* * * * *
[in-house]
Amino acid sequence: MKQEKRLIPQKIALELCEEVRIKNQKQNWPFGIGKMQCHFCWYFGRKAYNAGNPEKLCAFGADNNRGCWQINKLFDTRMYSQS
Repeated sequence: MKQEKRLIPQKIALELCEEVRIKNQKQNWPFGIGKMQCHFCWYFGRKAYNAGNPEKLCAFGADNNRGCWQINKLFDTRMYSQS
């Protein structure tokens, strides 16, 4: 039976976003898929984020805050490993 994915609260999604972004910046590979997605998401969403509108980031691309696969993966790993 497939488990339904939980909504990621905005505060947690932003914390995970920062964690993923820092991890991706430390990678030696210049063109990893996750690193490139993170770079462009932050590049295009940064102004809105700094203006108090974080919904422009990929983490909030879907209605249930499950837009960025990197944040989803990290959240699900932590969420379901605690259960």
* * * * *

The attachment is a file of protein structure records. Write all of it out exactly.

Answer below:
[in-house]
Amino acid sequence: MKQEKRLIPQKIALELCEEVRIKNQKQNWPFGIGKMQCHFCWYFGRKAYNAGNPEKLCAFGADNNRGCWQINKLFDTRMYSQS
Repeated sequence: MKQEKRLIPQKIALELCEEVRIKNQKQNWPFGIGKMQCHFCWYFGRKAYNAGNPEKLCAFGADNNRGCWQINKLFDTRMYSQS
């Protein structure tokens, strides 16, 4: 039976976003898929984020805050490993 994915609260999604972004910046590979997605998401969403509108980031691309696969993966790993 497939488990339904939980909504990621905005505060947690932003914390995970920062964690993923820092991890991706430390990678030696210049063109990893996750690193490139993170770079462009932050590049295009940064102004809105700094203006108090974080919904422009990929983490909030879907209605249930499950837009960025990197944040989803990290959240699900932590969420379901605690259960």